'Terrorist' armed with machete shot at Louvre
A French soldier has shot a man after he tried to enter the Louvre museum in Paris carrying a machete and two backpacks.
Paris police chief Michel Cadot said the attacker shouted "Allahu akbar (God is greatest)" as he "launched" himself at the soldier in the Carrousel du Louvre area of the popular attraction.
The soldier - part of a four-man patrol - fired five times, hitting the man in the legs and stomach and seriously injuring him.
The assailant became violent when he was told he could not enter with his bags. Two machetes were found at the scene.
Image Caption: Armed police secure the area in front of the museum after the attack
Mr Cadot said: "We are dealing with an attack from an individual who was clearly aggressive and represented a direct threat, and whose comments lead us to believe that he wished to carry out a terrorist incident."
A spokesman for the French interior ministry said the identity of the attacker was unknown.
Witnesses reported seeing a crowd of people running away from the scene and screaming.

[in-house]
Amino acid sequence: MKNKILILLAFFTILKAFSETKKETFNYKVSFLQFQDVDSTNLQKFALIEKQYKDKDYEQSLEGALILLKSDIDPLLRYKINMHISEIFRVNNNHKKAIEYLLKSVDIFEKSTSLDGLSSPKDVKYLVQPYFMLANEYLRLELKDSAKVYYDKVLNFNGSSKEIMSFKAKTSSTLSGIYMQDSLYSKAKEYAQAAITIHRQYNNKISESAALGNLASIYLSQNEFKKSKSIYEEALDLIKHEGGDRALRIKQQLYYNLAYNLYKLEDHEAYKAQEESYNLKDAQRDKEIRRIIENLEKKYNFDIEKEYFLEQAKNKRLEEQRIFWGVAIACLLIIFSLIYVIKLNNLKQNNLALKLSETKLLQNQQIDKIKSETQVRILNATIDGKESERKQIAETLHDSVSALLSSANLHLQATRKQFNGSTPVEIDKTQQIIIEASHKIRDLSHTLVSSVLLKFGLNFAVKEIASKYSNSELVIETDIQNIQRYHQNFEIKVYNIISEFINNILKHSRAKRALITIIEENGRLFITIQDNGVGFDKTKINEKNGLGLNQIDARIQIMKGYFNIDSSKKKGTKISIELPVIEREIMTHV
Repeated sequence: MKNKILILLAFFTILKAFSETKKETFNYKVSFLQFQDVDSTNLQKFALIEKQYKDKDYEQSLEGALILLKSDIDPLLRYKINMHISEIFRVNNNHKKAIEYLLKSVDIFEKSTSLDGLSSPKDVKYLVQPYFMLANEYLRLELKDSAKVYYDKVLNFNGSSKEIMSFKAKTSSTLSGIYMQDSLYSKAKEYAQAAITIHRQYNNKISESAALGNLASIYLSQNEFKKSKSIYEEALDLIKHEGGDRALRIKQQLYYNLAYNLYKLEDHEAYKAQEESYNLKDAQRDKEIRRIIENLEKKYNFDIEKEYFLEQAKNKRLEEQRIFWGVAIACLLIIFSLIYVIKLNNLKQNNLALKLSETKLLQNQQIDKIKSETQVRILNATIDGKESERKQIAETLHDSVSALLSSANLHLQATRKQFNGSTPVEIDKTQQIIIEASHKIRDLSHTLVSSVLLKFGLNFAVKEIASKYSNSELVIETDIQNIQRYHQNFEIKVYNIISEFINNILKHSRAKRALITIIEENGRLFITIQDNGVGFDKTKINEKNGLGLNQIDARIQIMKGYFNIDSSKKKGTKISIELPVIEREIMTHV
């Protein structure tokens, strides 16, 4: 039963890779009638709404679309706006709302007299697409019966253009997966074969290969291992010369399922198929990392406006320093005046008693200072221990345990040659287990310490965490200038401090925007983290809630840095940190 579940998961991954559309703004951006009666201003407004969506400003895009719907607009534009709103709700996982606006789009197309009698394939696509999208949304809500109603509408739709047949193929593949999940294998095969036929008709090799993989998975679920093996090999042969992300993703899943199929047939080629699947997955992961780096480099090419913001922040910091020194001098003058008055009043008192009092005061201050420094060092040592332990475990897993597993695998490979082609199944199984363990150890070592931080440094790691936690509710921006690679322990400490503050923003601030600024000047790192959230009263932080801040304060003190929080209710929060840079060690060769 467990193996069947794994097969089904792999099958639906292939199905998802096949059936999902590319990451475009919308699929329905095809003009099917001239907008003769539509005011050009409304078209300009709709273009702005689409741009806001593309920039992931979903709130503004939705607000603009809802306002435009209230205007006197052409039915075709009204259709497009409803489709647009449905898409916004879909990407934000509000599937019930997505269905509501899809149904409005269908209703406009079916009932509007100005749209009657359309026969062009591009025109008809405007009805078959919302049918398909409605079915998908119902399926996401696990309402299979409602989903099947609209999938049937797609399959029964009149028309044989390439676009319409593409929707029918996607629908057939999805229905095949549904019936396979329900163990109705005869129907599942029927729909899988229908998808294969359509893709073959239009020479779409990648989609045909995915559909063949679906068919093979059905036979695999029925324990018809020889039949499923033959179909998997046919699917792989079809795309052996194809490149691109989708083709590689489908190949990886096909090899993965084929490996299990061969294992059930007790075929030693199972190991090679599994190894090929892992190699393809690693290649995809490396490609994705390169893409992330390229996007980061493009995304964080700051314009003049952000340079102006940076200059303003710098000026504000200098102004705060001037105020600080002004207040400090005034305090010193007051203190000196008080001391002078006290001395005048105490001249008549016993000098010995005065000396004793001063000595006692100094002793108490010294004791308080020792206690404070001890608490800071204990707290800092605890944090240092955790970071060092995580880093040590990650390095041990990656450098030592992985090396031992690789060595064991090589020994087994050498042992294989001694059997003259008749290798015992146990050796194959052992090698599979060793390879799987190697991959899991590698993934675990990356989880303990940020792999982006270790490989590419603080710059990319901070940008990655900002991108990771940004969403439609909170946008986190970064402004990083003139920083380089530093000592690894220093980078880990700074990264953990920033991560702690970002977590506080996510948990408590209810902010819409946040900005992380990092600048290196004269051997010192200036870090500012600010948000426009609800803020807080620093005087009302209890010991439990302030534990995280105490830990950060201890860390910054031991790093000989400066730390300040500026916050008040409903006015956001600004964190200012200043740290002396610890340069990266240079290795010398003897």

As many as 250 people have been locked inside the museum and will allowed out in groups when their identities have been checked.
One Twitter user, called Maya, wrote: "We've all been locked inside ... there are hundreds of vans outside."
Image Caption: Twitter user Maya posted this picture of people being kept inside the Louvre
A second person has been detained after they were spotted behaving suspiciously near the scene, the police chief said. They are not thought to be linked to the Louvre incident, which happened at around 10am local time.
France's interior ministry said a large area around the Louvre, including the gardens, has been sealed off.
The soldier who opened fire was part of Operation Sentinelle, the massive deployment of French military on the streets after the terror attacks in France in 2015 and 2016.
Image Caption: Armed police outside the Louvre after the attack
Another soldier is understood to have suffered a slight head injury in the attack.
Europe 1 radio station reported that bomb disposal officers were at the scene, but the police chief said the bags did not contain explosives.
France has been on its highest state of alert following terror attacks in Paris and Nice in the last two years.
In January 2015, 17 people were killed when gunmen attacked the offices of the satirical newspaper Charlie Hebdo in Paris and shoppers at a Jewish supermarket.
In November 2015, gunmen and suicide bombers linked to Islamic State attacked bars, restaurants, the Bataclan concert hall and the national stadium in the French capital, killing 130 people.
Last July, a Tunisian man drove a lorry through crowds celebrating Bastille Day in Nice, killing 86 people.
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